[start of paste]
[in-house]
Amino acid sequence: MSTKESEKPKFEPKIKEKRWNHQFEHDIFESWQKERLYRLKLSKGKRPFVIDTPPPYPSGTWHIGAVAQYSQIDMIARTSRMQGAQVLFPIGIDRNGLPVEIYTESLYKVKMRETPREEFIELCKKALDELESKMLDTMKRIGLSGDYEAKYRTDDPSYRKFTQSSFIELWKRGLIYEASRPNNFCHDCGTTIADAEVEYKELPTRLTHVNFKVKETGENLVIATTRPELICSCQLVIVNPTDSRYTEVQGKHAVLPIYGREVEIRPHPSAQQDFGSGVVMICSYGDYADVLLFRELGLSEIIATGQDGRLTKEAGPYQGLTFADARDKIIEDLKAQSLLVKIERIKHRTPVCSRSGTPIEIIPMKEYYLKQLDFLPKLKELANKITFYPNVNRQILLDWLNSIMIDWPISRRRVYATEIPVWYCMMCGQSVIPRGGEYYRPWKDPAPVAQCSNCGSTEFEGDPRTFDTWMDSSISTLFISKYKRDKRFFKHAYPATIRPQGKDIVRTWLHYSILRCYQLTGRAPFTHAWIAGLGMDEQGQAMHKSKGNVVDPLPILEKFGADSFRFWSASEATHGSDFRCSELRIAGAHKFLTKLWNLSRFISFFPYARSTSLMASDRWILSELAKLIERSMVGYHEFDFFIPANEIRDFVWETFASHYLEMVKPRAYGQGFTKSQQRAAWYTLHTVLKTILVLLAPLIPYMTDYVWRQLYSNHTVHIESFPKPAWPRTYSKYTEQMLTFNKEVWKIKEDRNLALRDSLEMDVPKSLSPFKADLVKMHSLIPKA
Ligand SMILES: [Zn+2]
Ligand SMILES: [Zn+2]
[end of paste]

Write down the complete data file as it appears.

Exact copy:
[in-house]
Amino acid sequence: MSTKESEKPKFEPKIKEKRWNHQFEHDIFESWQKERLYRLKLSKGKRPFVIDTPPPYPSGTWHIGAVAQYSQIDMIARTSRMQGAQVLFPIGIDRNGLPVEIYTESLYKVKMRETPREEFIELCKKALDELESKMLDTMKRIGLSGDYEAKYRTDDPSYRKFTQSSFIELWKRGLIYEASRPNNFCHDCGTTIADAEVEYKELPTRLTHVNFKVKETGENLVIATTRPELICSCQLVIVNPTDSRYTEVQGKHAVLPIYGREVEIRPHPSAQQDFGSGVVMICSYGDYADVLLFRELGLSEIIATGQDGRLTKEAGPYQGLTFADARDKIIEDLKAQSLLVKIERIKHRTPVCSRSGTPIEIIPMKEYYLKQLDFLPKLKELANKITFYPNVNRQILLDWLNSIMIDWPISRRRVYATEIPVWYCMMCGQSVIPRGGEYYRPWKDPAPVAQCSNCGSTEFEGDPRTFDTWMDSSISTLFISKYKRDKRFFKHAYPATIRPQGKDIVRTWLHYSILRCYQLTGRAPFTHAWIAGLGMDEQGQAMHKSKGNVVDPLPILEKFGADSFRFWSASEATHGSDFRCSELRIAGAHKFLTKLWNLSRFISFFPYARSTSLMASDRWILSELAKLIERSMVGYHEFDFFIPANEIRDFVWETFASHYLEMVKPRAYGQGFTKSQQRAAWYTLHTVLKTILVLLAPLIPYMTDYVWRQLYSNHTVHIESFPKPAWPRTYSKYTEQMLTFNKEVWKIKEDRNLALRDSLEMDVPKSLSPFKADLVKMHSLIPKA
Ligand SMILES: [Zn+2]
Ligand SMILES: [Zn+2]